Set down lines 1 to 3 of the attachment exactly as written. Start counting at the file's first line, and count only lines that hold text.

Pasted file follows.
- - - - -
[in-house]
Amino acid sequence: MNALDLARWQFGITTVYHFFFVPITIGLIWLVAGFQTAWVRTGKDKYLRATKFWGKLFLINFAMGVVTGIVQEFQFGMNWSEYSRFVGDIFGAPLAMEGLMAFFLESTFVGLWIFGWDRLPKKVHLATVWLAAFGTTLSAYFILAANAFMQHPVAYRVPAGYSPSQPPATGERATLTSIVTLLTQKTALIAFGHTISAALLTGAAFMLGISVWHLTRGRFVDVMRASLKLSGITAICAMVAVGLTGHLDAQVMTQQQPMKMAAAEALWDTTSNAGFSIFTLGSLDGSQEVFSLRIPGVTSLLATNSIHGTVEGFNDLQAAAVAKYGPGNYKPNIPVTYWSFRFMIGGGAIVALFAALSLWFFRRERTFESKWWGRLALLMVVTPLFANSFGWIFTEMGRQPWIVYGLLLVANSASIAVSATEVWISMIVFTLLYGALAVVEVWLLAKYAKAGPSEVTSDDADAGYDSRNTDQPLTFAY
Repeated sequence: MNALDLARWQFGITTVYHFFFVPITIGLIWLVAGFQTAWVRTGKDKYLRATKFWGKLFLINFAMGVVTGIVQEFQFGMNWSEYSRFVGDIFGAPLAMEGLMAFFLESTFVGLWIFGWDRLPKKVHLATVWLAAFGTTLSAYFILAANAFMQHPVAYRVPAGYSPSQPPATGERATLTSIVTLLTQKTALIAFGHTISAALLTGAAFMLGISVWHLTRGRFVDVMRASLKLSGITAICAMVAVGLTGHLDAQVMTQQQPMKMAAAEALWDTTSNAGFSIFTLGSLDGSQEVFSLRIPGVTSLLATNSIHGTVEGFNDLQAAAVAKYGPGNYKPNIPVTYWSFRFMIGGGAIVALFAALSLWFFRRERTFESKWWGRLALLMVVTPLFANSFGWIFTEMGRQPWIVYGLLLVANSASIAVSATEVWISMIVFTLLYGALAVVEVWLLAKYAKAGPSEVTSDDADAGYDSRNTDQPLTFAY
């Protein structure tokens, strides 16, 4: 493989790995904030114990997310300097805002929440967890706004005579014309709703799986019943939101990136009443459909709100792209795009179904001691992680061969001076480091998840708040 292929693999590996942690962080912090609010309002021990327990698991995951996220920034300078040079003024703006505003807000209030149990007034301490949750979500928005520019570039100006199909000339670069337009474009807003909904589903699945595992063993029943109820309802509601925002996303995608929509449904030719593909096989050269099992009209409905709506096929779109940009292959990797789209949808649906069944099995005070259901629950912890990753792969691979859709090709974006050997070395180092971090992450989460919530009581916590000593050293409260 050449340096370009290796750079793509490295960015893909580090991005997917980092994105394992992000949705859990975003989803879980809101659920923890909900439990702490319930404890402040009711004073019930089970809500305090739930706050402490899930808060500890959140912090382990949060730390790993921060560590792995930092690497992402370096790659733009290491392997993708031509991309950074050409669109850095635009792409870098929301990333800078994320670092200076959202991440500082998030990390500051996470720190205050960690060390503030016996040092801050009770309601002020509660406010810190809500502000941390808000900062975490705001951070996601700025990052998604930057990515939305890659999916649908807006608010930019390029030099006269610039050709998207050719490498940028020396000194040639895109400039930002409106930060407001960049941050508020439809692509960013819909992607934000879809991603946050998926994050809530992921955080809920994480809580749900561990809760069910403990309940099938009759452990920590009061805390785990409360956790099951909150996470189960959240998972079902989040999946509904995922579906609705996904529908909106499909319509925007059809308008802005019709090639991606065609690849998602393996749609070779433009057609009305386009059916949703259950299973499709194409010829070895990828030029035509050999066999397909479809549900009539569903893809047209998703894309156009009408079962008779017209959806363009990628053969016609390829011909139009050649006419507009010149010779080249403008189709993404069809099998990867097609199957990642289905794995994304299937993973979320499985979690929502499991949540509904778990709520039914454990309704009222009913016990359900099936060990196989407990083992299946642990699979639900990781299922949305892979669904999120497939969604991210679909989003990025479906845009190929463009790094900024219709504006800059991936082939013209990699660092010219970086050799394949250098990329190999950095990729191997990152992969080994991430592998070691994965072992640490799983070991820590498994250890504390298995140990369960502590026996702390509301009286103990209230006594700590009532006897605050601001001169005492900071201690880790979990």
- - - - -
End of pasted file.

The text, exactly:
[in-house]
Amino acid sequence: MNALDLARWQFGITTVYHFFFVPITIGLIWLVAGFQTAWVRTGKDKYLRATKFWGKLFLINFAMGVVTGIVQEFQFGMNWSEYSRFVGDIFGAPLAMEGLMAFFLESTFVGLWIFGWDRLPKKVHLATVWLAAFGTTLSAYFILAANAFMQHPVAYRVPAGYSPSQPPATGERATLTSIVTLLTQKTALIAFGHTISAALLTGAAFMLGISVWHLTRGRFVDVMRASLKLSGITAICAMVAVGLTGHLDAQVMTQQQPMKMAAAEALWDTTSNAGFSIFTLGSLDGSQEVFSLRIPGVTSLLATNSIHGTVEGFNDLQAAAVAKYGPGNYKPNIPVTYWSFRFMIGGGAIVALFAALSLWFFRRERTFESKWWGRLALLMVVTPLFANSFGWIFTEMGRQPWIVYGLLLVANSASIAVSATEVWISMIVFTLLYGALAVVEVWLLAKYAKAGPSEVTSDDADAGYDSRNTDQPLTFAY
Repeated sequence: MNALDLARWQFGITTVYHFFFVPITIGLIWLVAGFQTAWVRTGKDKYLRATKFWGKLFLINFAMGVVTGIVQEFQFGMNWSEYSRFVGDIFGAPLAMEGLMAFFLESTFVGLWIFGWDRLPKKVHLATVWLAAFGTTLSAYFILAANAFMQHPVAYRVPAGYSPSQPPATGERATLTSIVTLLTQKTALIAFGHTISAALLTGAAFMLGISVWHLTRGRFVDVMRASLKLSGITAICAMVAVGLTGHLDAQVMTQQQPMKMAAAEALWDTTSNAGFSIFTLGSLDGSQEVFSLRIPGVTSLLATNSIHGTVEGFNDLQAAAVAKYGPGNYKPNIPVTYWSFRFMIGGGAIVALFAALSLWFFRRERTFESKWWGRLALLMVVTPLFANSFGWIFTEMGRQPWIVYGLLLVANSASIAVSATEVWISMIVFTLLYGALAVVEVWLLAKYAKAGPSEVTSDDADAGYDSRNTDQPLTFAY